Football players’ attraction to China seems to continue



Fri, 16 Feb 2018 - 07:00 GMT


Fri, 16 Feb 2018 - 07:00 GMT

Oscar (L), Ricardo Carvalho (M), Hulk (R) with Shanghai SIPG  jersey, Courtesy of South China Morning Post

Oscar (L), Ricardo Carvalho (M), Hulk (R) with Shanghai SIPG jersey, Courtesy of South China Morning Post

CAIRO – 16 February 2018: The Chinese Super League has burst into the elite football field and has done so not only by signing players at the end of their career, but also by convincing them to leave Europe in full maturity.

The economic potential of a competition that is still light years away from media focus is constantly increasing, and the Chinese clubs satisfy the high players' needs.

The American Major League Soccer (MLS) is no longer the only option to achieve a last, big contract away from the Old Continent.

There was a time when the route seemed even fixed. David Beckham, Roy Keane and Thierry Henry opened the way to the MLS years ago.

After achieving great successes in Europe, they had to end up giving the last blows in the United States. America was not just a place hungry for quality soccer, since its choice should be understood also in terms of marketing.

If we considered the personal aspect, the quality of life in North America is a future investment at the family level. But now, with the explosion of the Chinese Super League, the American dream has a little less strength.

Also, players like Pep Guardiola, Xavi Hernandez, Raul Gonzalez and Fabio Cannavaro have looked to Qatar’s “petro-dollars” in the last decade.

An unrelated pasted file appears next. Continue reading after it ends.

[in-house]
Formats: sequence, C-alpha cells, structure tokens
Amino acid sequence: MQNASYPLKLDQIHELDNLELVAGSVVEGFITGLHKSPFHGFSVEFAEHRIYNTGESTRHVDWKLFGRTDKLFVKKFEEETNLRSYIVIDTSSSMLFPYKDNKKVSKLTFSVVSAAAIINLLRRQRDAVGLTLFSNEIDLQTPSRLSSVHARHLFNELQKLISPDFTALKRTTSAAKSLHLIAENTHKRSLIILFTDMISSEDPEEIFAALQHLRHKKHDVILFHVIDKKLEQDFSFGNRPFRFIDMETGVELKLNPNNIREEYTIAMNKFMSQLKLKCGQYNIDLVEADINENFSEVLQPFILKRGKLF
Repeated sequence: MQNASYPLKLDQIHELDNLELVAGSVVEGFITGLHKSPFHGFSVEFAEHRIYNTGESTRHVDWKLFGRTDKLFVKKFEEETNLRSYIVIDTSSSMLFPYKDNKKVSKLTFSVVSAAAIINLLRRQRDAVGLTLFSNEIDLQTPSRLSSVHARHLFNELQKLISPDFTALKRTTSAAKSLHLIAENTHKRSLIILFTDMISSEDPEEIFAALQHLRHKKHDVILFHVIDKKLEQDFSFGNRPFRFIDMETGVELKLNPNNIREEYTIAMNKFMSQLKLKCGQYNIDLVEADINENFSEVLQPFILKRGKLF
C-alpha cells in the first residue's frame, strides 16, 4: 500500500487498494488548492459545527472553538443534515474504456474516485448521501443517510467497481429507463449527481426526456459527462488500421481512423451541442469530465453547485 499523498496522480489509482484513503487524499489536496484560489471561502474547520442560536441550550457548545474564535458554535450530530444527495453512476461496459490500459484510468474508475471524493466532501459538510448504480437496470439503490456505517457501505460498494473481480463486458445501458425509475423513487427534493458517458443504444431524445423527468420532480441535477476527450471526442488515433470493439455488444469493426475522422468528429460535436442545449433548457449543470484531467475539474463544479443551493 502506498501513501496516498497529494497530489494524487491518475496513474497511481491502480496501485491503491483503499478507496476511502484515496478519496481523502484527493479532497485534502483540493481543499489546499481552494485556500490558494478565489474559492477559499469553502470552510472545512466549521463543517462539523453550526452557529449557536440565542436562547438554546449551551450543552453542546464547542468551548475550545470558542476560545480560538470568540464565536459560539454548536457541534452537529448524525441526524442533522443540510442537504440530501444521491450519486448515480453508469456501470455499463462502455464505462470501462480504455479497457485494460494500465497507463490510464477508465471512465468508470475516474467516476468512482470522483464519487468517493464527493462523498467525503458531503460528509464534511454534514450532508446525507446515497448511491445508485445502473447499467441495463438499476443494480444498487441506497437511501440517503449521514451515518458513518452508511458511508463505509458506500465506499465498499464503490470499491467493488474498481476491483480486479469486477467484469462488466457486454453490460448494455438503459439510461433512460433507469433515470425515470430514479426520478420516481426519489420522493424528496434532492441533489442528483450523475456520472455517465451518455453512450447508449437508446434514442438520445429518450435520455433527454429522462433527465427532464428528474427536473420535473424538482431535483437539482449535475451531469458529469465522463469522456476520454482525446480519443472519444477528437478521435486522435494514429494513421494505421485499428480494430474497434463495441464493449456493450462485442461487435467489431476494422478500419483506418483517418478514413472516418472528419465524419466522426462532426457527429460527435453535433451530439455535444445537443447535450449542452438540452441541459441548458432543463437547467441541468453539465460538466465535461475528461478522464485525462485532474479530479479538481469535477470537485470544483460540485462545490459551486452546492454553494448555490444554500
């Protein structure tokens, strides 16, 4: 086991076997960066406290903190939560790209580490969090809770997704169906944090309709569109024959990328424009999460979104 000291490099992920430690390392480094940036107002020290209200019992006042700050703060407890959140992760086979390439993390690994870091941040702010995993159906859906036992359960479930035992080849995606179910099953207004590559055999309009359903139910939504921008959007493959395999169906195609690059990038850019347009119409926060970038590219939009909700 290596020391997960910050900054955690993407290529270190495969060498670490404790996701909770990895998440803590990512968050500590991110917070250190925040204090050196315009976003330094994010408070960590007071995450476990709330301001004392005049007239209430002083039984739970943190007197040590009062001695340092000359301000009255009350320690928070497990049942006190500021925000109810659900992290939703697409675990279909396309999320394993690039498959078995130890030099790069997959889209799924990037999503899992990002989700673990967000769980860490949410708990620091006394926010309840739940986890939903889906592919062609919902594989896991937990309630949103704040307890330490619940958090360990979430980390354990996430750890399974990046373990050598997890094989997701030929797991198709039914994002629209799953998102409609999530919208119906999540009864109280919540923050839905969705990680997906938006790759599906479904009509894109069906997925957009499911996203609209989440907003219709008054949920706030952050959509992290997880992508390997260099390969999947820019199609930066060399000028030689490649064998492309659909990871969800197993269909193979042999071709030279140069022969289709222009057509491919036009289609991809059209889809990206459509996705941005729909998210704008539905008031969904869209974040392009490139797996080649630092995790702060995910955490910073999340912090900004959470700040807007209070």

Something to a lesser extent has also happened with Indian soccer. The short duration of the Superliga India – only three months – turns the passage through this country into a brief adventure.

Roberto Carlos or Marco Materazzi opted to be both players and coaches of their respective teams.

While the other adventures lose strength, the Chinese one grows more every day. It is that the economic investments of their clubs seem to have no ceiling – transfers of up to €60 million ($75 million) for Oscar from Chelsea and salaries at the level of those of Messi and Cristiano Ronaldo that exceed €20 million per year, as happened with Tévez.

Not even the new regulations, which require a 100% tax to be disbursed at each signing, seems to have slowed down the dynamics.

But money is not everything. Many of the players who leave for China do not adapt to their new life. The clubs have a majority of local footballers, which hinders the relationship of foreign players with their environment. At that point, the language is an important handicap. Thus, there are many who choose to return to Europe (or South America) when they have the opportunity. The case of Didier Drogba, who in 2012 did not endure even half a year in Shanghai Shenhua, serves as a clear example.



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